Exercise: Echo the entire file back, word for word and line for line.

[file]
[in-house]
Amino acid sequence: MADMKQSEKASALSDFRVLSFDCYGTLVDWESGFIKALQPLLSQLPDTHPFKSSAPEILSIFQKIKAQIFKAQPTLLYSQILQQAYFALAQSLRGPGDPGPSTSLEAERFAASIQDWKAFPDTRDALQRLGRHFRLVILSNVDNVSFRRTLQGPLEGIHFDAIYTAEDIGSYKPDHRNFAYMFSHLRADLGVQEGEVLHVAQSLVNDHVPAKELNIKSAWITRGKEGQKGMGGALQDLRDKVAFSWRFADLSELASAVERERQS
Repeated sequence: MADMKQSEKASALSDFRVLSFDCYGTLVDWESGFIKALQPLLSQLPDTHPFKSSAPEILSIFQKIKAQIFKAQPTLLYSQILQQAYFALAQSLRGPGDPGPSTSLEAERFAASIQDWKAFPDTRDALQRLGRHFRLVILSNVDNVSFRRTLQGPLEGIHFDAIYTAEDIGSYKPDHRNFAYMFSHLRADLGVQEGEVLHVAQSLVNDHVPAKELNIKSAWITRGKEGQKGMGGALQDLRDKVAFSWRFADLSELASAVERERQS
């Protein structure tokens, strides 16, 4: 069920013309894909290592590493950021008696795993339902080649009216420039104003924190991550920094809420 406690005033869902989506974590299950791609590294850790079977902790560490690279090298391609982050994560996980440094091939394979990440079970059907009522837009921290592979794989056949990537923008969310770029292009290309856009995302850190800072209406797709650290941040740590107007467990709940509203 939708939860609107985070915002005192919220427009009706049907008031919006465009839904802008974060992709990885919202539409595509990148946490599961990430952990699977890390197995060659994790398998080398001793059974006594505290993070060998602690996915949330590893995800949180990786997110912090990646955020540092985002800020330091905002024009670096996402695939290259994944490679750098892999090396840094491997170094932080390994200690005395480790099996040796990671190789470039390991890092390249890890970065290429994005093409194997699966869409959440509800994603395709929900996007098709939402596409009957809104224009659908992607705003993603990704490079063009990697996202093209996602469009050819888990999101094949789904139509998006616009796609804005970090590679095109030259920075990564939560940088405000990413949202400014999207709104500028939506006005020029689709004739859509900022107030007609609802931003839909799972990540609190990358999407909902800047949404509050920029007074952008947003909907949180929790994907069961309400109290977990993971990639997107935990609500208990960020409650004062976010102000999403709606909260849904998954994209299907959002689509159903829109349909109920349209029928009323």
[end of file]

[in-house]
Amino acid sequence: MADMKQSEKASALSDFRVLSFDCYGTLVDWESGFIKALQPLLSQLPDTHPFKSSAPEILSIFQKIKAQIFKAQPTLLYSQILQQAYFALAQSLRGPGDPGPSTSLEAERFAASIQDWKAFPDTRDALQRLGRHFRLVILSNVDNVSFRRTLQGPLEGIHFDAIYTAEDIGSYKPDHRNFAYMFSHLRADLGVQEGEVLHVAQSLVNDHVPAKELNIKSAWITRGKEGQKGMGGALQDLRDKVAFSWRFADLSELASAVERERQS
Repeated sequence: MADMKQSEKASALSDFRVLSFDCYGTLVDWESGFIKALQPLLSQLPDTHPFKSSAPEILSIFQKIKAQIFKAQPTLLYSQILQQAYFALAQSLRGPGDPGPSTSLEAERFAASIQDWKAFPDTRDALQRLGRHFRLVILSNVDNVSFRRTLQGPLEGIHFDAIYTAEDIGSYKPDHRNFAYMFSHLRADLGVQEGEVLHVAQSLVNDHVPAKELNIKSAWITRGKEGQKGMGGALQDLRDKVAFSWRFADLSELASAVERERQS
């Protein structure tokens, strides 16, 4: 069920013309894909290592590493950021008696795993339902080649009216420039104003924190991550920094809420 406690005033869902989506974590299950791609590294850790079977902790560490690279090298391609982050994560996980440094091939394979990440079970059907009522837009921290592979794989056949990537923008969310770029292009290309856009995302850190800072209406797709650290941040740590107007467990709940509203 939708939860609107985070915002005192919220427009009706049907008031919006465009839904802008974060992709990885919202539409595509990148946490599961990430952990699977890390197995060659994790398998080398001793059974006594505290993070060998602690996915949330590893995800949180990786997110912090990646955020540092985002800020330091905002024009670096996402695939290259994944490679750098892999090396840094491997170094932080390994200690005395480790099996040796990671190789470039390991890092390249890890970065290429994005093409194997699966869409959440509800994603395709929900996007098709939402596409009957809104224009659908992607705003993603990704490079063009990697996202093209996602469009050819888990999101094949789904139509998006616009796609804005970090590679095109030259920075990564939560940088405000990413949202400014999207709104500028939506006005020029689709004739859509900022107030007609609802931003839909799972990540609190990358999407909902800047949404509050920029007074952008947003909907949180929790994907069961309400109290977990993971990639997107935990609500208990960020409650004062976010102000999403709606909260849904998954994209299907959002689509159903829109349909109920349209029928009323």